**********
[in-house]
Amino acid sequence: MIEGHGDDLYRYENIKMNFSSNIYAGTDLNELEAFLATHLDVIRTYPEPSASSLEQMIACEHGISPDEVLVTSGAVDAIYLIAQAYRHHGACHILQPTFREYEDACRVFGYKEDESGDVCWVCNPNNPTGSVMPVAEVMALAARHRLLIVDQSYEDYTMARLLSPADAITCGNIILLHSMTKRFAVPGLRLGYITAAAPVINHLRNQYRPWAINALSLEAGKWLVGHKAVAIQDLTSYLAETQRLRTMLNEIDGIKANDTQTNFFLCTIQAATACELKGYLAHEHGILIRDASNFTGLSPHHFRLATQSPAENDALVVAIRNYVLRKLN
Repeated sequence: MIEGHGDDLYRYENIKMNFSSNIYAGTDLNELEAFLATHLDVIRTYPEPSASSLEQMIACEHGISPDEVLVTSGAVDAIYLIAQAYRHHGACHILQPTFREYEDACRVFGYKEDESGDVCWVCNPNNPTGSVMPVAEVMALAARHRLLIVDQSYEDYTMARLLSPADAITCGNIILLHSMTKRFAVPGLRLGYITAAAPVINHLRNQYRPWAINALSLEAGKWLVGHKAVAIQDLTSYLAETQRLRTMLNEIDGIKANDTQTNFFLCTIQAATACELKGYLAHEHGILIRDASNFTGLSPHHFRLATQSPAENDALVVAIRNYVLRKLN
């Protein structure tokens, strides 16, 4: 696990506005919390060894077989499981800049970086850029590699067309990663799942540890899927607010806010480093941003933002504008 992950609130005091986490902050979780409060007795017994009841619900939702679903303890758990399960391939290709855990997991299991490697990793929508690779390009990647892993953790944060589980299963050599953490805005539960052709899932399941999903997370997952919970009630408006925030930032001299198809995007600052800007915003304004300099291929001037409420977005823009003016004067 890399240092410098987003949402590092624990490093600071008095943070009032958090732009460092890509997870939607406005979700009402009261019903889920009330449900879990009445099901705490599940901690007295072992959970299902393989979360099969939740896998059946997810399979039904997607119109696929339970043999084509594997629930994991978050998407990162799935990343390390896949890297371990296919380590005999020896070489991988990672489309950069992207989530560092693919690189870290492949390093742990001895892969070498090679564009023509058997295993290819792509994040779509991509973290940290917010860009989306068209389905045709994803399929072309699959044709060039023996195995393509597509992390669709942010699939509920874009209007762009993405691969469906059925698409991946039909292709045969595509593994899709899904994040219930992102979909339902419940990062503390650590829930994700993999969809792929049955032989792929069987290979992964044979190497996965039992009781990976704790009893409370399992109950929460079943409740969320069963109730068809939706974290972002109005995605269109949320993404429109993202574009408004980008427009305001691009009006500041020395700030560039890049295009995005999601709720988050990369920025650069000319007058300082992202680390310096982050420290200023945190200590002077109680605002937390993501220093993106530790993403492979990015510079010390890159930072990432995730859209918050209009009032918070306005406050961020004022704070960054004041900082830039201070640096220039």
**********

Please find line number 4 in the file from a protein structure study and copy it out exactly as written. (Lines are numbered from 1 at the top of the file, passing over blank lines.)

């Protein structure tokens, strides 16, 4: 696990506005919390060894077989499981800049970086850029590699067309990663799942540890899927607010806010480093941003933002504008 992950609130005091986490902050979780409060007795017994009841619900939702679903303890758990399960391939290709855990997991299991490697990793929508690779390009990647892993953790944060589980299963050599953490805005539960052709899932399941999903997370997952919970009630408006925030930032001299198809995007600052800007915003304004300099291929001037409420977005823009003016004067 890399240092410098987003949402590092624990490093600071008095943070009032958090732009460092890509997870939607406005979700009402009261019903889920009330449900879990009445099901705490599940901690007295072992959970299902393989979360099969939740896998059946997810399979039904997607119109696929339970043999084509594997629930994991978050998407990162799935990343390390896949890297371990296919380590005999020896070489991988990672489309950069992207989530560092693919690189870290492949390093742990001895892969070498090679564009023509058997295993290819792509994040779509991509973290940290917010860009989306068209389905045709994803399929072309699959044709060039023996195995393509597509992390669709942010699939509920874009209007762009993405691969469906059925698409991946039909292709045969595509593994899709899904994040219930992102979909339902419940990062503390650590829930994700993999969809792929049955032989792929069987290979992964044979190497996965039992009781990976704790009893409370399992109950929460079943409740969320069963109730068809939706974290972002109005995605269109949320993404429109993202574009408004980008427009305001691009009006500041020395700030560039890049295009995005999601709720988050990369920025650069000319007058300082992202680390310096982050420290200023945190200590002077109680605002937390993501220093993106530790993403492979990015510079010390890159930072990432995730859209918050209009009032918070306005406050961020004022704070960054004041900082830039201070640096220039």